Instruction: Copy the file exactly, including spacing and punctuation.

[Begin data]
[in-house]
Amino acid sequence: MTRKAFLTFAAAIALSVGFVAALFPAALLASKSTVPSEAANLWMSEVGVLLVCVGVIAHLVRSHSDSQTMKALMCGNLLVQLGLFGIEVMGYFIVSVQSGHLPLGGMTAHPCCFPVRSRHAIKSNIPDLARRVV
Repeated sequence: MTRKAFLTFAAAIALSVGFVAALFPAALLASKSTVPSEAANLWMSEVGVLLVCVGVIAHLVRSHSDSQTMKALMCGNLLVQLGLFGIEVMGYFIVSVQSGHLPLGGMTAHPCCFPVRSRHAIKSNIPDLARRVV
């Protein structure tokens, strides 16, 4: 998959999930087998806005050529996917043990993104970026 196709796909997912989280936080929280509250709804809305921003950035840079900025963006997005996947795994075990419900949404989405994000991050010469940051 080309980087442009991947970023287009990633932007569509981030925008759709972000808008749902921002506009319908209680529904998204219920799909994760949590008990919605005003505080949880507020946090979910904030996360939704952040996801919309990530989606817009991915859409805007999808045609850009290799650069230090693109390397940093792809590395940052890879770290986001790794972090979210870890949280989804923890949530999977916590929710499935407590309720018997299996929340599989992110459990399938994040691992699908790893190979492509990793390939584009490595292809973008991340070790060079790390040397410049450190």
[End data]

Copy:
[in-house]
Amino acid sequence: MTRKAFLTFAAAIALSVGFVAALFPAALLASKSTVPSEAANLWMSEVGVLLVCVGVIAHLVRSHSDSQTMKALMCGNLLVQLGLFGIEVMGYFIVSVQSGHLPLGGMTAHPCCFPVRSRHAIKSNIPDLARRVV
Repeated sequence: MTRKAFLTFAAAIALSVGFVAALFPAALLASKSTVPSEAANLWMSEVGVLLVCVGVIAHLVRSHSDSQTMKALMCGNLLVQLGLFGIEVMGYFIVSVQSGHLPLGGMTAHPCCFPVRSRHAIKSNIPDLARRVV
């Protein structure tokens, strides 16, 4: 998959999930087998806005050529996917043990993104970026 196709796909997912989280936080929280509250709804809305921003950035840079900025963006997005996947795994075990419900949404989405994000991050010469940051 080309980087442009991947970023287009990633932007569509981030925008759709972000808008749902921002506009319908209680529904998204219920799909994760949590008990919605005003505080949880507020946090979910904030996360939704952040996801919309990530989606817009991915859409805007999808045609850009290799650069230090693109390397940093792809590395940052890879770290986001790794972090979210870890949280989804923890949530999977916590929710499935407590309720018997299996929340599989992110459990399938994040691992699908790893190979492509990793390939584009490595292809973008991340070790060079790390040397410049450190």